1. 1.0 1.1 1.2 1.3 1.4 1.5 1.6 1.7 Eshtehardi P, Koestner SC, Adorjan P, Windecker S, Meier B, Hess OM, Wahl A, Cook S (July 2009). Transient apical ballooning syndrome--clinical characteristics, ballooning pattern, and long-term follow-up in a Swiss population. Int. J. Cardiol. 135 (3): 370–5. Cite error: Invalid <ref> tag; name "pmid18599137" defined multiple times with different content
  2. Bergman BR, Reynolds HR, Skolnick AH, Castillo D (August 2008). A case of apical ballooning cardiomyopathy associated with duloxetine. Ann. Intern. Med. 149 (3): 218–9.
  3. includeonly>"Mayo Clinic Research Reveals 'Broken Heart Syndrome' Recurs In 1 Of 10 Patients".
  4. Akashi YJ, Nef HM, Mollmann, H, Ueyama T (2010). Stress Cardiomyopathy. Annual Review of Medicine 61: 271–86.
  5. 5.0 5.1 Gianni, M (December 2006). Apical ballooning syndrome or takotsubo cardiomyopathy: a systematic review. European Heart Journal 27 (13): 1523–1529.
  6. 6.0 6.1 6.2 Azzarelli S, Galassi AR, Amico F, Giacoppo M, Argentino V, Tomasello SD, Tamburino C, Fiscella A. (2006). Clinical features of transient left ventricular apical ballooning. Am J Cardiol. 98 (9): 1273–6.
  7. Ibáñez B (2004). [Tako-tsubo syndrome associated with a long course of the left anterior descending coronary artery along the apical diaphragmatic surface of the left ventricle.]. Revista española de cardiología 57 (3): 209–16.
  8. Inoue, M (2005). Differentiation between patients with takotsubo cardiomyopathy and those with anterior acute myocardial infarction. Circ. J. 69 (1): 89–94.
  9. Kurisu S (2002). Tako-tsubo-like left ventricular dysfunction with ST-segment elevation: a novel cardiac syndrome mimicking acute myocardial infarction. American Heart Journal 143 (3): 448–55.
  10. 10.0 10.1 Tsuchihashi, K, Ueshima, K, Uchida, T, Oh-mura, N, Kimura, K, Owa, M, Yoshiyama, M, Miyazaki, S, Haze, K, Ogawa, H, Honda, T, Hase, M, Kai, R, Morii, I, Angina Pectoris-Myocardial Infarction Investigations in, Japan (2001 Jul). Transient left ventricular apical ballooning without coronary artery stenosis: a novel heart syndrome mimicking acute myocardial infarction. Angina Pectoris-Myocardial Infarction Investigations in Japan. Journal of the American College of Cardiology 38 (1): 11–8.
  11. 11.0 11.1 Kawai et al. JPJ 2000
  12. 12.0 12.1 Desmet, WJ, Adriaenssens, BF, Dens, JA (2003 Sep). Apical ballooning of the left ventricle: first series in white patients. Heart (British Cardiac Society) 89 (9): 1027–31.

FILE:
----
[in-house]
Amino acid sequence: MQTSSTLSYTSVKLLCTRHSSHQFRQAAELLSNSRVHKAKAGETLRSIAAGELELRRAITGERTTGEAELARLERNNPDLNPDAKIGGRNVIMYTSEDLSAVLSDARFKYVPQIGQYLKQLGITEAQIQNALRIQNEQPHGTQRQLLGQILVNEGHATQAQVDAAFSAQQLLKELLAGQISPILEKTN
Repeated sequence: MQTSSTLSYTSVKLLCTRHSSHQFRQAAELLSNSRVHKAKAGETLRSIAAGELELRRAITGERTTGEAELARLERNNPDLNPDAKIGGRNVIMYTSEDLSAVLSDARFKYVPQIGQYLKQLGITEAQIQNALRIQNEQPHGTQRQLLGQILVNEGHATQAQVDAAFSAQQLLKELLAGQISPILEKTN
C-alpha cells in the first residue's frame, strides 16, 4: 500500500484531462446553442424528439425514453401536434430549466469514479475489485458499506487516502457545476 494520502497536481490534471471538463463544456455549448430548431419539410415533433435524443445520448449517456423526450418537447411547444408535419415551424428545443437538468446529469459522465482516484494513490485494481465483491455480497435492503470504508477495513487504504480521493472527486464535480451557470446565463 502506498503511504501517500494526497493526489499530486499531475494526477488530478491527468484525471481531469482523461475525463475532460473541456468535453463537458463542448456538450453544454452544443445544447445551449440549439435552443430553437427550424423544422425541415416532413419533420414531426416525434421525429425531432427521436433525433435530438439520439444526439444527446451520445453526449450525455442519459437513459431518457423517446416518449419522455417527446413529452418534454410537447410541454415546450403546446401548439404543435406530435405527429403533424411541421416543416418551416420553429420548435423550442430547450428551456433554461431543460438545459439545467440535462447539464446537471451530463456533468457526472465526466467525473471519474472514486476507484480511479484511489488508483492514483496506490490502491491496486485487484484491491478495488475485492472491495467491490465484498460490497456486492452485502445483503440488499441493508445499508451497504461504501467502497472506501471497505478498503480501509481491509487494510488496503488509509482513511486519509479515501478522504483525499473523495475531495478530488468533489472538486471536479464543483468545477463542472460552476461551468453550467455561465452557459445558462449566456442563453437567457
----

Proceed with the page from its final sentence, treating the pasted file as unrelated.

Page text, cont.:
13. Abe, Y, Kondo, M, Matsuoka, R, Araki, M, Dohyama, K, Tanio, H (2003-03-05). Assessment of clinical features in transient left ventricular apical ballooning. Journal of the American College of Cardiology 41 (5): 737–42.
  14. Merli, E, Sutcliffe, S, Gori, M, Sutherland, GG (2006 Jan). Tako-Tsubo cardiomyopathy: new insights into the possible underlying pathophysiology. European Journal of Echocardiography 7 (1): 53–61.
  15. Wittstein IS (February 2005). Neurohumoral features of myocardial stunning due to sudden emotional stress. N. Engl. J. Med. 352 (6): 539–48.
  16. 16.0 16.1 Elesber, AA (July 2007). Four-Year Recurrence Rate and Prognosis of the Apical Ballooning Syndrome. J Amer Coll Card 50 (5): 448–52.
  17. Bybee KA, Motiei A, Syed IS, Kara T, Prasad A, Lennon RJ, Murphy JG, Hammill SC, Rihal CS, Wright RS (2006). Electrocardiography cannot reliably differentiate transient left ventricular apical ballooning syndrome from anterior ST-segment elevation myocardial infarction. J Electrocardiol 40 (1): 38.e1–6.
  18. 18.0 18.1 Pilgrim TM, Wyss TR (March 2008). Takotsubo cardiomyopathy or transient left ventricular apical ballooning syndrome: A systematic review. Int. J. Cardiol. 124 (3): 283–92.
  19. 19.0 19.1 Shimizu M, Kato Y, Masai H, Shima T, Miwa Y (August 2006). Recurrent episodes of takotsubo-like transient left ventricular ballooning occurring in different regions: a case report. J. Cardiol. 48 (2): 101–7.
  20. Hurst RT, Askew JW, Reuss CS, Lee RW, Sweeney JP, Fortuin FD, Oh JK, Tajik AJ (August 2006). Transient midventricular ballooning syndrome: a new variant. J. Am. Coll. Cardiol. 48 (3): 579–83.
  21. Yasu T, Tone K, Kubo N, Saito M (June 2006). Transient mid-ventricular ballooning cardiomyopathy: a new entity of Takotsubo cardiomyopathy. Int. J. Cardiol. 110 (1): 100–1.
  22. Dhar S, Koul D, Subramanian S, Bakhshi M (2007). Transient apical ballooning: sheep in wolves' garb. Cardiol. Rev. 15 (3): 150–3.
  23. Akashi YJ, Nakazawa K, Sakakibara M, Miyake F, Koike H, Sasaka K. (2003). The clinical features of takotsubo cardiomyopathy. QJM 96 (8): 563–73.
  24. Nyui N, Yamanaka O, Nakayama R, Sawano M, Kawai S. (2000). 'Tako-Tsubo' transient ventricular dysfunction: a case report. Jpn Circ J 64 (9): 715–9.
  25. Medics can 'mend a broken heart'
  27. Akashi, YJ, Goldstein, DS; Barbaro, G; Ueyama, T (2008 Dec 16). Takotsubo cardiomyopathy: a new form of acute, reversible heart failure.. Circulation 118 (25): 2754-62.
  28. Financial Times